Having reviewed the record under the standard set forth above, the Court finds that the Magistrate Judge did address the issues raised by Hand and agrees with the Magistrate Judge that the ALJ's decision is supported by substantial evidence. As the Magistrate Judge notes, “the ALJ adequately discussed the evidence in the entire record and addressed his consideration of the same.” Report 22.

         Contrary to Hand's assertion, the ALJ properly considered the chronology of the evidence. The Court agrees with the Magistrate Judge that the ALJ's analysis of Hand's daily activities and Hand's new treatment regimen constitute substantial evidence of Hand's residual functional capacity. The ALJ properly considered Hand's daily activities beginning in December 2015 until December 2017 and found Hand's activities were not limited to the extent expected based on his complaints. Id. The ALJ also properly considered Hand's medication in December 2017 and Hand's use of medical assistive devices beginning in April 2016 until December 2017. Id.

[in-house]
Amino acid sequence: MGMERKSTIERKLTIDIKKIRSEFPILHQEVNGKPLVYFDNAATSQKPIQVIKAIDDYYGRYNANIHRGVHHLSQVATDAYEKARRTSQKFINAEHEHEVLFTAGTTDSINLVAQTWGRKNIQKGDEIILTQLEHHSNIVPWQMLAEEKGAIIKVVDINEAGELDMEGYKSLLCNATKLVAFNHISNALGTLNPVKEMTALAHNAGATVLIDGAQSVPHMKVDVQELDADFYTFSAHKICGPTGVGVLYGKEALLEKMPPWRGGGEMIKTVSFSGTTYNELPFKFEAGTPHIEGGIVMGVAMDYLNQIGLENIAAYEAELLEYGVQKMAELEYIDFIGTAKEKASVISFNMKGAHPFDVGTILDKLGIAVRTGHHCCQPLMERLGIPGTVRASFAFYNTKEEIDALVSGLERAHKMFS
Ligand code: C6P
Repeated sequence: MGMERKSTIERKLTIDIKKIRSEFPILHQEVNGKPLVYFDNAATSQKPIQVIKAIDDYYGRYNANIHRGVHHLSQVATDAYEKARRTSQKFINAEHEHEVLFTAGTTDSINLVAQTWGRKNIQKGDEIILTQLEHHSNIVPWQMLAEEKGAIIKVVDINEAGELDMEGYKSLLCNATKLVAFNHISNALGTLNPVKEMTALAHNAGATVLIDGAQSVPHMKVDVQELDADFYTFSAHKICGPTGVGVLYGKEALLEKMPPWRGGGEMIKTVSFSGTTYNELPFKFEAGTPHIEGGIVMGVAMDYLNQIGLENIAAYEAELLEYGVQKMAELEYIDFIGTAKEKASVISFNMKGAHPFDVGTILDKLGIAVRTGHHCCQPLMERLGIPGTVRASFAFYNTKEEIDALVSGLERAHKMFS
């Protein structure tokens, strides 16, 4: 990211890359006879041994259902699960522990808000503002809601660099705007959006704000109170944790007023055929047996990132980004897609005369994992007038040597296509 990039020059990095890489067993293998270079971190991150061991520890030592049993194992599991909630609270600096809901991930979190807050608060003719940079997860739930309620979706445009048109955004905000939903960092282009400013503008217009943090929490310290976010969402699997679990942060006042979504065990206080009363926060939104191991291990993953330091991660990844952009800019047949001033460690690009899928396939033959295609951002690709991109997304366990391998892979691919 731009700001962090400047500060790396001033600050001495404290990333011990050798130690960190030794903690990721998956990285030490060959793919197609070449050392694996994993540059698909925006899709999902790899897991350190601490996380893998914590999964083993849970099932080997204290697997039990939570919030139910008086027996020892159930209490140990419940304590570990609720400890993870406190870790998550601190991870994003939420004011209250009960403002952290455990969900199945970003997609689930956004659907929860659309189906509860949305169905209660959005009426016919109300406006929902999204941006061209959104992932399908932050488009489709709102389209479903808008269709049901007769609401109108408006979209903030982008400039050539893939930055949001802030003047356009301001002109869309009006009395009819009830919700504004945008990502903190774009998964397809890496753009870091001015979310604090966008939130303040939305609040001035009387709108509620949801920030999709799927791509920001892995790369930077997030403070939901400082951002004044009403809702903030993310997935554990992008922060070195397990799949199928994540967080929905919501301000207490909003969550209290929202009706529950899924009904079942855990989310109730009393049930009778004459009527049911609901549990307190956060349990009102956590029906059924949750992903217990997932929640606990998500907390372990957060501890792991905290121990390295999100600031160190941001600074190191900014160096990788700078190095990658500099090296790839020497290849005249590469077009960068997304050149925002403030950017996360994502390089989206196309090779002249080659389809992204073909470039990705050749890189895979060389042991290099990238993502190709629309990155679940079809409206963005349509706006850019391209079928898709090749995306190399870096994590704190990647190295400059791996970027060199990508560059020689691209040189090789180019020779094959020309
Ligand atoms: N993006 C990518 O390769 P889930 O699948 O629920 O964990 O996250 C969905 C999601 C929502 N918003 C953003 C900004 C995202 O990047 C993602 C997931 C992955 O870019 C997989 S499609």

Hand also argues the ALJ improperly dismissed the November 2017 opinion of his treating podiatrist, Dr. William Long. However, the ALJ considered Dr. Long's opinion in the context of the whole record and found that his opinion was contradictory to the rest of the evidence. The Court agrees with the Magistrate Judge that the ALJ properly explained his consideration of Dr. Long's opinion, finding his opinion to be unsupported by the medical evidence of record. Id. The ALJ found Dr. Long's other physical examinations of Hand contradict his November 2017 opinion. Id. at 23. Finally, the ALJ considered the short two-month period of time in which Dr.

         Long treated Hand and properly construed the weight of Dr. Long's opinion under the applicable regulations. Id. at 23. The ALJ properly considered all of the evidence in the record and substantial evidence existed for him to determine Hand was not disabled under the Act.

         After a thorough review of the Report and the record in this case under the standard set forth above, the Court overrules Hand's objections, adopts the Report, and incorporates it herein. Therefore, it is the ...